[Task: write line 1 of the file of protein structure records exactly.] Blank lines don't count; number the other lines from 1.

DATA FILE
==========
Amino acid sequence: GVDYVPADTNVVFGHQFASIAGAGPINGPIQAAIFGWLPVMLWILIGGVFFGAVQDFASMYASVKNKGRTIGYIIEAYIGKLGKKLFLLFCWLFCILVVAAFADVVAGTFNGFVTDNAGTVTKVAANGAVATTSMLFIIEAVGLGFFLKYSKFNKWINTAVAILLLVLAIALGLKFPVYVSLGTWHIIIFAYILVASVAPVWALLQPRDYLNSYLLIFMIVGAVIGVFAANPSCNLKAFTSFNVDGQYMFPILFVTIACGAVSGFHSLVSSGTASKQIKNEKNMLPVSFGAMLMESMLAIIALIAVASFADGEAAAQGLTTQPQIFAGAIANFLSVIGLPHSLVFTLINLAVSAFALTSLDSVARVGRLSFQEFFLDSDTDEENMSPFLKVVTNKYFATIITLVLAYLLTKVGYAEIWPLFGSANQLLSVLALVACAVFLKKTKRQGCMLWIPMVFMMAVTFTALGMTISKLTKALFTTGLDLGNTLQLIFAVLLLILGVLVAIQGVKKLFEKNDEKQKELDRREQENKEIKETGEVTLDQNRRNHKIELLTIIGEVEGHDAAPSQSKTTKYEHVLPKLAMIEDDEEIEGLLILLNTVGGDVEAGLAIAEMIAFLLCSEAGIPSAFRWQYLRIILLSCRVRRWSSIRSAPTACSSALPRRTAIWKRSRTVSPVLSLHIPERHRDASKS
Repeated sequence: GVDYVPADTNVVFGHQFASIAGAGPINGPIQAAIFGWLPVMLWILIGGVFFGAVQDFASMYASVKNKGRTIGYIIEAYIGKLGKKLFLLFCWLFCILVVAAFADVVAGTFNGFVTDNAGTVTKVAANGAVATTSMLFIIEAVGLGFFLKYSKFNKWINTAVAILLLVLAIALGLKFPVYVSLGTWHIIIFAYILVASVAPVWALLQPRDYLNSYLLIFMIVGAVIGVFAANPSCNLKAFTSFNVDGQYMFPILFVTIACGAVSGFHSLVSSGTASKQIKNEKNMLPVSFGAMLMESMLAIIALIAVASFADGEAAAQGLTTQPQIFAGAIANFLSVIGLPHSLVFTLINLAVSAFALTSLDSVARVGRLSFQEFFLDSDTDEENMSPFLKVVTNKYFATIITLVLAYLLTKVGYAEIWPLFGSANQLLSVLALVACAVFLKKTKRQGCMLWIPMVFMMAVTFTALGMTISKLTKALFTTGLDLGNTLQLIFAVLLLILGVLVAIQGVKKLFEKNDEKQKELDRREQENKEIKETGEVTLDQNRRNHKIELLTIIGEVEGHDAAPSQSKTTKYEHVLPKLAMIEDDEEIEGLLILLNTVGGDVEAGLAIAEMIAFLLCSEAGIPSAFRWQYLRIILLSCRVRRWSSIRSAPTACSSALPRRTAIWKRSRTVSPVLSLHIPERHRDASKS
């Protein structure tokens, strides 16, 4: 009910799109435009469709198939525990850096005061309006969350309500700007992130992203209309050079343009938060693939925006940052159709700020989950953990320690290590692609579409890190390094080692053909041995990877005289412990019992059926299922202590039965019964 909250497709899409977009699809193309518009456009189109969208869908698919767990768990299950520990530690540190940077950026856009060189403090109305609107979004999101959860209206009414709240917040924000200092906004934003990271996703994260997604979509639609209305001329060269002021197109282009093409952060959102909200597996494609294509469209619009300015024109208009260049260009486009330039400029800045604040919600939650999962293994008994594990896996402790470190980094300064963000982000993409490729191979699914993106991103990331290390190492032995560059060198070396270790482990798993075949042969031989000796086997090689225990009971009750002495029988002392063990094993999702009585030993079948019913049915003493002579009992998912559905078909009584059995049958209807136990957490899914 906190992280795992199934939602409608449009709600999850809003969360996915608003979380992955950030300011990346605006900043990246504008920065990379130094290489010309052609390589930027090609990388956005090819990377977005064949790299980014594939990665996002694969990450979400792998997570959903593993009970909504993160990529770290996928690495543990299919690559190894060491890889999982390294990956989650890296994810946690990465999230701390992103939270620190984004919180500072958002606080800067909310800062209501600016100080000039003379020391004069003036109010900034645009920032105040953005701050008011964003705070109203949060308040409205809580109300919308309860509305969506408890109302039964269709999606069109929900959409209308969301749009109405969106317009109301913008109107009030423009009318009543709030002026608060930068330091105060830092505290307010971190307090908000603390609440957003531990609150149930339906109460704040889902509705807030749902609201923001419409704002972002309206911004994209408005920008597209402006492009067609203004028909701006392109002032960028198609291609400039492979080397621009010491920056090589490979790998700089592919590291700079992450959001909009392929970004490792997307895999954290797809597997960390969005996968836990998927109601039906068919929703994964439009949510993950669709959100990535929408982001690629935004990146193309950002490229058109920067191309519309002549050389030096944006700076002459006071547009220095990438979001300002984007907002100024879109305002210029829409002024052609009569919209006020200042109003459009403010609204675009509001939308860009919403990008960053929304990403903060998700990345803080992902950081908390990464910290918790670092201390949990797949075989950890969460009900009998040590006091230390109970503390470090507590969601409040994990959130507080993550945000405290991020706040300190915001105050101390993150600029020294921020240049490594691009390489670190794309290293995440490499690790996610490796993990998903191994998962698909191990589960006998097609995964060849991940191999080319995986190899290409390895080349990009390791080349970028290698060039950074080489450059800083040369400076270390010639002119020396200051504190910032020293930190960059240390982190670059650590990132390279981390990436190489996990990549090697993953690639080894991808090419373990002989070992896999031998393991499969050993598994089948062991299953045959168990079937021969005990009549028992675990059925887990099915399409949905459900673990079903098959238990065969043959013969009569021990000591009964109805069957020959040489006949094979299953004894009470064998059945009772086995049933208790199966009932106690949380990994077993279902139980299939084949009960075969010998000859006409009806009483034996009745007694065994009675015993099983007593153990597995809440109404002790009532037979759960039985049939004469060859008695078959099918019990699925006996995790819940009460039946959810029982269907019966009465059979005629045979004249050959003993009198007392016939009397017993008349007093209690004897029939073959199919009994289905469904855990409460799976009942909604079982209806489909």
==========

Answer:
Amino acid sequence: GVDYVPADTNVVFGHQFASIAGAGPINGPIQAAIFGWLPVMLWILIGGVFFGAVQDFASMYASVKNKGRTIGYIIEAYIGKLGKKLFLLFCWLFCILVVAAFADVVAGTFNGFVTDNAGTVTKVAANGAVATTSMLFIIEAVGLGFFLKYSKFNKWINTAVAILLLVLAIALGLKFPVYVSLGTWHIIIFAYILVASVAPVWALLQPRDYLNSYLLIFMIVGAVIGVFAANPSCNLKAFTSFNVDGQYMFPILFVTIACGAVSGFHSLVSSGTASKQIKNEKNMLPVSFGAMLMESMLAIIALIAVASFADGEAAAQGLTTQPQIFAGAIANFLSVIGLPHSLVFTLINLAVSAFALTSLDSVARVGRLSFQEFFLDSDTDEENMSPFLKVVTNKYFATIITLVLAYLLTKVGYAEIWPLFGSANQLLSVLALVACAVFLKKTKRQGCMLWIPMVFMMAVTFTALGMTISKLTKALFTTGLDLGNTLQLIFAVLLLILGVLVAIQGVKKLFEKNDEKQKELDRREQENKEIKETGEVTLDQNRRNHKIELLTIIGEVEGHDAAPSQSKTTKYEHVLPKLAMIEDDEEIEGLLILLNTVGGDVEAGLAIAEMIAFLLCSEAGIPSAFRWQYLRIILLSCRVRRWSSIRSAPTACSSALPRRTAIWKRSRTVSPVLSLHIPERHRDASKS